The independence referendum is “way closer to call than anyone thinks” following a new poll indicating a swing towards the Yes campaign, according to a Scottish entrepreneur.
Philanthropist Tom Hunter has launched a forum to help undecided voters make an informed choice, insisting Scotland’s future is “too important to leave to the politicians alone”.
The launch of his ScotlandSeptember18 website is accompanied by a new TNS poll showing support for independence continues to grow at 29%, up from 27% in December and 26% in November in previous TNS polls.
Support for the union has remained fairly steady at 42%, the same as in November and one point higher than in December.
Undecided voters have dropped to 29% from 33% in December indicating the “influential role” that this group will have in the referendum, according to TNS head in Scotland Tom Costley.
The latest survey of 1,054 people between January 14 and 20 is “by far the most comprehensive poll TNS have undertaken in relation to the critical issues facing voters,” Mr Costley said.
Just 14% of people said they had read any of the Scottish Government’s white paper on independence, although nearly three quarters had heard of it.
Nearly two thirds say the Better Together campaign needs to be seen and heard more, with 56% saying the same about Yes Scotland.
More than two thirds think Prime Minister David Cameron should debate with First Minister Alex Salmond and only 17% believe he should not.
Around four fifths of undecided voters say they do not have enough knowledge to help them decide how to vote.
Mr Hunter said: “It is my belief that the referendum is way closer to call than anyone thinks and for that reason I believe many Scots need far more data and evidence in order to make an informed choice.
“This poll vindicates that position, with 56% of adults in Scotland saying they do not have enough knowledge about the issues related to independence to decide how to vote.
“Undoubtedly this is the biggest decision we will take in 300 years and to do so Scots need answers, not rhetoric.
“Personally I concluded I didn’t have enough information to make up my own mind, hence I’ve established this entity to attempt to throw as much evidenced-backed light on the subject as possible.”
He will not announce his own voting intention nor use his position or money to influence anyone else’s vote, he said.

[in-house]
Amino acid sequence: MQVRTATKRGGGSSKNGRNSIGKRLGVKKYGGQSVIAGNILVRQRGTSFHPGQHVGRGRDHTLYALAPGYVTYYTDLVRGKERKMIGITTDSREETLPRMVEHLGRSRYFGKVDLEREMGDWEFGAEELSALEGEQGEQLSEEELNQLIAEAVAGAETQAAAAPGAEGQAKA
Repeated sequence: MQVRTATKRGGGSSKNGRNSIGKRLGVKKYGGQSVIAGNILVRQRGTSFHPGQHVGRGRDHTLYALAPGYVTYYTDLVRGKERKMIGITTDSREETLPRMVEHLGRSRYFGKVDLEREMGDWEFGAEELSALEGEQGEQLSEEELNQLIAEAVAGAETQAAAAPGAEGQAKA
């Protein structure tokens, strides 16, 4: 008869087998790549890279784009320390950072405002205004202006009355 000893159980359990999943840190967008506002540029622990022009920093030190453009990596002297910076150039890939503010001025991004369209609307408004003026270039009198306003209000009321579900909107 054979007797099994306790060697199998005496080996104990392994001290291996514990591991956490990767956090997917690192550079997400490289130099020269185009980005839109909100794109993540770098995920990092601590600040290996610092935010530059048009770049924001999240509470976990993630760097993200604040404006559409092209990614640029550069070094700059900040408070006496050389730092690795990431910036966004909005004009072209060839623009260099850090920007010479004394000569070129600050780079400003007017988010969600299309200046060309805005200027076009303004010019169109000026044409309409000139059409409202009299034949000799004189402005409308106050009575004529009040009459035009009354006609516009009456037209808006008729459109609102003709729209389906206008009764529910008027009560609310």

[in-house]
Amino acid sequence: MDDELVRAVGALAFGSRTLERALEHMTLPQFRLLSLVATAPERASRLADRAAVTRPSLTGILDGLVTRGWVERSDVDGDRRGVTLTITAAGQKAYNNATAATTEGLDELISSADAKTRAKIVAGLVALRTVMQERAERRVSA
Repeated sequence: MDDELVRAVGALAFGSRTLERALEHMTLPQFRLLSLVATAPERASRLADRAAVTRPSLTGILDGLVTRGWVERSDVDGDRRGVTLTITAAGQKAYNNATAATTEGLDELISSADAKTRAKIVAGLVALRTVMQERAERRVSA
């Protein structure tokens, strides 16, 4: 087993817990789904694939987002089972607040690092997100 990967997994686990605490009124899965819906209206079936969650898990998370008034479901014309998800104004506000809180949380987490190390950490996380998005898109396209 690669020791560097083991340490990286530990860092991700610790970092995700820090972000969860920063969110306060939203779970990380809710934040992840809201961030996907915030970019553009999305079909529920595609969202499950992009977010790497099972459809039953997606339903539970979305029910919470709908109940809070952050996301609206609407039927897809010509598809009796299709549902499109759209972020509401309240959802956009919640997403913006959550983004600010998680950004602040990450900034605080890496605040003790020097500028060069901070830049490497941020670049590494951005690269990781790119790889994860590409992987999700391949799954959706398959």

Mr Costley said: “The results show that many feel they are lacking knowledge and information about the debate, particularly those who are currently undecided about how they will vote.
“Given the influential role which this group could play in the outcome of the referendum, there is a clear need for more and better information from both sides on those issues which are of most relevance to people.”
Better Together campaign director Blair McDougall said: “We are encouraged that this poll shows that support for breaking up the UK is below 30% and support for remaining in the UK is up.
“However, as is the case with all polls, the only message we take from it is that we have to fight for every vote between now and September. Anyone who thinks that this referendum has been won already is mistaken.
“We welcome this intervention from Tom Hunter. We agree with his assessment. This week’s speech by the governor of the Bank of England demonstrated the importance of people knowing exactly what they are voting for before they are asked to take this irreversible decision.”
Yes Scotland chief executive Blair Jenkins said: “Last weekend’s ICM poll, which is the most up-to-date snapshot of public opinion, showed a potential Yes vote of 47% with eight months still to go to the referendum.
“The questions for this poll were asked before those of the ICM poll. However, even compared with the last TNS poll in December, this one shows a two-point increase in support for Yes, showing that momentum remains with us.
“The most significant figure in this poll is the large number of undecided voters at 29%. Although a very sizeable number, this is three points below what TNS found in December and we know that the more people learn about independence the more likely they are to move to Yes.”